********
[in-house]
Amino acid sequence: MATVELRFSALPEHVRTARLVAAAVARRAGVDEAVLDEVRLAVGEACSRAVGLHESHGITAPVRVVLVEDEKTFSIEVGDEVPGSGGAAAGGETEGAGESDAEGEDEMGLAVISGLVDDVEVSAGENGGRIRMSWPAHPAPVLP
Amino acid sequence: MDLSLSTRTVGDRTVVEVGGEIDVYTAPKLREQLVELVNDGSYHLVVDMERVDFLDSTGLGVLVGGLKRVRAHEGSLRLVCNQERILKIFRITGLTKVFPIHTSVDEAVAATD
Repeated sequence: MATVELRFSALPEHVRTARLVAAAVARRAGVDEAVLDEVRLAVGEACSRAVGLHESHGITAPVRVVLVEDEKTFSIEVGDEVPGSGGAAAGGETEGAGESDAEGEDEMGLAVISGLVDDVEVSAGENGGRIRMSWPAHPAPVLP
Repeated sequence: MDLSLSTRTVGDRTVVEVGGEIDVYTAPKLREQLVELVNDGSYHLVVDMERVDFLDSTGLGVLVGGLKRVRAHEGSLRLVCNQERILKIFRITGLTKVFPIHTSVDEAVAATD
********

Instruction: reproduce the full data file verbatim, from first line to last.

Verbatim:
[in-house]
Amino acid sequence: MATVELRFSALPEHVRTARLVAAAVARRAGVDEAVLDEVRLAVGEACSRAVGLHESHGITAPVRVVLVEDEKTFSIEVGDEVPGSGGAAAGGETEGAGESDAEGEDEMGLAVISGLVDDVEVSAGENGGRIRMSWPAHPAPVLP
Amino acid sequence: MDLSLSTRTVGDRTVVEVGGEIDVYTAPKLREQLVELVNDGSYHLVVDMERVDFLDSTGLGVLVGGLKRVRAHEGSLRLVCNQERILKIFRITGLTKVFPIHTSVDEAVAATD
Repeated sequence: MATVELRFSALPEHVRTARLVAAAVARRAGVDEAVLDEVRLAVGEACSRAVGLHESHGITAPVRVVLVEDEKTFSIEVGDEVPGSGGAAAGGETEGAGESDAEGEDEMGLAVISGLVDDVEVSAGENGGRIRMSWPAHPAPVLP
Repeated sequence: MDLSLSTRTVGDRTVVEVGGEIDVYTAPKLREQLVELVNDGSYHLVVDMERVDFLDSTGLGVLVGGLKRVRAHEGSLRLVCNQERILKIFRITGLTKVFPIHTSVDEAVAATD